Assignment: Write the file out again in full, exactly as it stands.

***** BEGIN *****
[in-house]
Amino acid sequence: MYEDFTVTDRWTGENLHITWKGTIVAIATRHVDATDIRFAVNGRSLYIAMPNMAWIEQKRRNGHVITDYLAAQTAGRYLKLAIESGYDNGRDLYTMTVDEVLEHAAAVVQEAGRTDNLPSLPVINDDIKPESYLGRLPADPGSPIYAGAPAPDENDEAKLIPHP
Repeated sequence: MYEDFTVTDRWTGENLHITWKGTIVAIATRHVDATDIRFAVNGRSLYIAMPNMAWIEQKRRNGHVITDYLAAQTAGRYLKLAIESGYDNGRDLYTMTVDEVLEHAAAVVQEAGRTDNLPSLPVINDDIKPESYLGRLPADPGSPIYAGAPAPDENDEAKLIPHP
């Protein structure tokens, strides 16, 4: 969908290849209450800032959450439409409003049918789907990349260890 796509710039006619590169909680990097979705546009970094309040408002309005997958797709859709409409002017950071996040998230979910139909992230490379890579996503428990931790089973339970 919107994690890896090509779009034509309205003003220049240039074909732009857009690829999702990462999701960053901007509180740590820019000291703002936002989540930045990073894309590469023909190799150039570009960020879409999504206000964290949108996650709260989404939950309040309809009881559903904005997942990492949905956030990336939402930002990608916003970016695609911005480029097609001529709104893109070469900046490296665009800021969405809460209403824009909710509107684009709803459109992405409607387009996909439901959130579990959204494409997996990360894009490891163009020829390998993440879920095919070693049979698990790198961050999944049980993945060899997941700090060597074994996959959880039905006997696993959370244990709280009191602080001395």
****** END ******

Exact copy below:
[in-house]
Amino acid sequence: MYEDFTVTDRWTGENLHITWKGTIVAIATRHVDATDIRFAVNGRSLYIAMPNMAWIEQKRRNGHVITDYLAAQTAGRYLKLAIESGYDNGRDLYTMTVDEVLEHAAAVVQEAGRTDNLPSLPVINDDIKPESYLGRLPADPGSPIYAGAPAPDENDEAKLIPHP
Repeated sequence: MYEDFTVTDRWTGENLHITWKGTIVAIATRHVDATDIRFAVNGRSLYIAMPNMAWIEQKRRNGHVITDYLAAQTAGRYLKLAIESGYDNGRDLYTMTVDEVLEHAAAVVQEAGRTDNLPSLPVINDDIKPESYLGRLPADPGSPIYAGAPAPDENDEAKLIPHP
């Protein structure tokens, strides 16, 4: 969908290849209450800032959450439409409003049918789907990349260890 796509710039006619590169909680990097979705546009970094309040408002309005997958797709859709409409002017950071996040998230979910139909992230490379890579996503428990931790089973339970 919107994690890896090509779009034509309205003003220049240039074909732009857009690829999702990462999701960053901007509180740590820019000291703002936002989540930045990073894309590469023909190799150039570009960020879409999504206000964290949108996650709260989404939950309040309809009881559903904005997942990492949905956030990336939402930002990608916003970016695609911005480029097609001529709104893109070469900046490296665009800021969405809460209403824009909710509107684009709803459109992405409607387009996909439901959130579990959204494409997996990360894009490891163009020829390998993440879920095919070693049979698990790198961050999944049980993945060899997941700090060597074994996959959880039905006997696993959370244990709280009191602080001395």